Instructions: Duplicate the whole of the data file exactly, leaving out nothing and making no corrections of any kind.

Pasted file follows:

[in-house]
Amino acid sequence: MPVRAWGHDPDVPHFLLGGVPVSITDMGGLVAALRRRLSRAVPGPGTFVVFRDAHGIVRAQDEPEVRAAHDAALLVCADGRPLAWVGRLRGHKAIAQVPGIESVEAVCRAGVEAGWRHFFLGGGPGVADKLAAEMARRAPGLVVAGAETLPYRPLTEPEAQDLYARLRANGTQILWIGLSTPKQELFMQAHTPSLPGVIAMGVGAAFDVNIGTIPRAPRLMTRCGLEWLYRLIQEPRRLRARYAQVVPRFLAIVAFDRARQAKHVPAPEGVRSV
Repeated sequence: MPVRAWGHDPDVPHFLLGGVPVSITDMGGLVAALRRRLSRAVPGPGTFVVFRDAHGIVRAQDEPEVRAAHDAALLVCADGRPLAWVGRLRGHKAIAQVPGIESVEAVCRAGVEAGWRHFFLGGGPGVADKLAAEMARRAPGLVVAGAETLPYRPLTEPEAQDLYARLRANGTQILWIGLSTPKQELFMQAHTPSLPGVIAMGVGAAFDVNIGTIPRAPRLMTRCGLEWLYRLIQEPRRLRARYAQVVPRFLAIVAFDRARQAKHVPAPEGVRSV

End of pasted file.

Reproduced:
[in-house]
Amino acid sequence: MPVRAWGHDPDVPHFLLGGVPVSITDMGGLVAALRRRLSRAVPGPGTFVVFRDAHGIVRAQDEPEVRAAHDAALLVCADGRPLAWVGRLRGHKAIAQVPGIESVEAVCRAGVEAGWRHFFLGGGPGVADKLAAEMARRAPGLVVAGAETLPYRPLTEPEAQDLYARLRANGTQILWIGLSTPKQELFMQAHTPSLPGVIAMGVGAAFDVNIGTIPRAPRLMTRCGLEWLYRLIQEPRRLRARYAQVVPRFLAIVAFDRARQAKHVPAPEGVRSV
Repeated sequence: MPVRAWGHDPDVPHFLLGGVPVSITDMGGLVAALRRRLSRAVPGPGTFVVFRDAHGIVRAQDEPEVRAAHDAALLVCADGRPLAWVGRLRGHKAIAQVPGIESVEAVCRAGVEAGWRHFFLGGGPGVADKLAAEMARRAPGLVVAGAETLPYRPLTEPEAQDLYARLRANGTQILWIGLSTPKQELFMQAHTPSLPGVIAMGVGAAFDVNIGTIPRAPRLMTRCGLEWLYRLIQEPRRLRARYAQVVPRFLAIVAFDRARQAKHVPAPEGVRSV